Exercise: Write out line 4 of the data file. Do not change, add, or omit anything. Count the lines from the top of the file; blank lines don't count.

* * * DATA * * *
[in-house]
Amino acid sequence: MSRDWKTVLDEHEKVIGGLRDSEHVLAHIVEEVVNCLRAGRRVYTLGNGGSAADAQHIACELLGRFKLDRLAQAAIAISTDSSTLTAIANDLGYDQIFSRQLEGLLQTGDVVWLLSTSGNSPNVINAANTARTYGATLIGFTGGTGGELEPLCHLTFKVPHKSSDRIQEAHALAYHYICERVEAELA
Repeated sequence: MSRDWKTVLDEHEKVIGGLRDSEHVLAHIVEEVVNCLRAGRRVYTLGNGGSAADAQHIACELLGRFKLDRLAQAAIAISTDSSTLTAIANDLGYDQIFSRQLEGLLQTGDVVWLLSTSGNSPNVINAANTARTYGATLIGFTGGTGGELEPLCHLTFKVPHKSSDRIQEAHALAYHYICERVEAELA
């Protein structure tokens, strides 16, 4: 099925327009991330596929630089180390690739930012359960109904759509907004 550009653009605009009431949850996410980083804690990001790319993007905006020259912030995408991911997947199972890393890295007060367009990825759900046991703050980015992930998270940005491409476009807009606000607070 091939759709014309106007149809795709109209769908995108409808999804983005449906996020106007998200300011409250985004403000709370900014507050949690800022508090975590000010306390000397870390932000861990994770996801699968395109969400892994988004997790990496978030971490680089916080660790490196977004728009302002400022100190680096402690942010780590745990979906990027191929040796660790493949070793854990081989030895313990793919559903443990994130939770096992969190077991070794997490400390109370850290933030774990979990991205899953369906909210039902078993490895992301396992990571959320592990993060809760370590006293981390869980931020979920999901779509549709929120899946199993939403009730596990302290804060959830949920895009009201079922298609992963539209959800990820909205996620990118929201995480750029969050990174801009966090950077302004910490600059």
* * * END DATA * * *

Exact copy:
């Protein structure tokens, strides 16, 4: 099925327009991330596929630089180390690739930012359960109904759509907004 550009653009605009009431949850996410980083804690990001790319993007905006020259912030995408991911997947199972890393890295007060367009990825759900046991703050980015992930998270940005491409476009807009606000607070 091939759709014309106007149809795709109209769908995108409808999804983005449906996020106007998200300011409250985004403000709370900014507050949690800022508090975590000010306390000397870390932000861990994770996801699968395109969400892994988004997790990496978030971490680089916080660790490196977004728009302002400022100190680096402690942010780590745990979906990027191929040796660790493949070793854990081989030895313990793919559903443990994130939770096992969190077991070794997490400390109370850290933030774990979990991205899953369906909210039902078993490895992301396992990571959320592990993060809760370590006293981390869980931020979920999901779509549709929120899946199993939403009730596990302290804060959830949920895009009201079922298609992963539209959800990820909205996620990118929201995480750029969050990174801009966090950077302004910490600059």